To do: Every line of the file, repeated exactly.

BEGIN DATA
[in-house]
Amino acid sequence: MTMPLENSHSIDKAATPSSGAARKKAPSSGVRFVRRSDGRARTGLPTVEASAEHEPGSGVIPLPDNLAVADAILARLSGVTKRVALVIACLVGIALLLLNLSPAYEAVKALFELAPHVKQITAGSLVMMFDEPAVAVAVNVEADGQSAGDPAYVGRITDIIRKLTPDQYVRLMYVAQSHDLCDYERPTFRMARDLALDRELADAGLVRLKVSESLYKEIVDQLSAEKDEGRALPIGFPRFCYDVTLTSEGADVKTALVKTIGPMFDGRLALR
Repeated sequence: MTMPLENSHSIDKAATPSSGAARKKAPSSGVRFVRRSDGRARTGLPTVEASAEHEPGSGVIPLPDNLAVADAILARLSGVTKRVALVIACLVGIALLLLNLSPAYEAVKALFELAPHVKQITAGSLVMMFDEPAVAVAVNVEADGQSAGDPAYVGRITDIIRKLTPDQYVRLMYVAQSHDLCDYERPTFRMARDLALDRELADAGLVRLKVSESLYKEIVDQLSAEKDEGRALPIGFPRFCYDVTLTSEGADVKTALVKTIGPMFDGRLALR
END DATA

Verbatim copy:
[in-house]
Amino acid sequence: MTMPLENSHSIDKAATPSSGAARKKAPSSGVRFVRRSDGRARTGLPTVEASAEHEPGSGVIPLPDNLAVADAILARLSGVTKRVALVIACLVGIALLLLNLSPAYEAVKALFELAPHVKQITAGSLVMMFDEPAVAVAVNVEADGQSAGDPAYVGRITDIIRKLTPDQYVRLMYVAQSHDLCDYERPTFRMARDLALDRELADAGLVRLKVSESLYKEIVDQLSAEKDEGRALPIGFPRFCYDVTLTSEGADVKTALVKTIGPMFDGRLALR
Repeated sequence: MTMPLENSHSIDKAATPSSGAARKKAPSSGVRFVRRSDGRARTGLPTVEASAEHEPGSGVIPLPDNLAVADAILARLSGVTKRVALVIACLVGIALLLLNLSPAYEAVKALFELAPHVKQITAGSLVMMFDEPAVAVAVNVEADGQSAGDPAYVGRITDIIRKLTPDQYVRLMYVAQSHDLCDYERPTFRMARDLALDRELADAGLVRLKVSESLYKEIVDQLSAEKDEGRALPIGFPRFCYDVTLTSEGADVKTALVKTIGPMFDGRLALR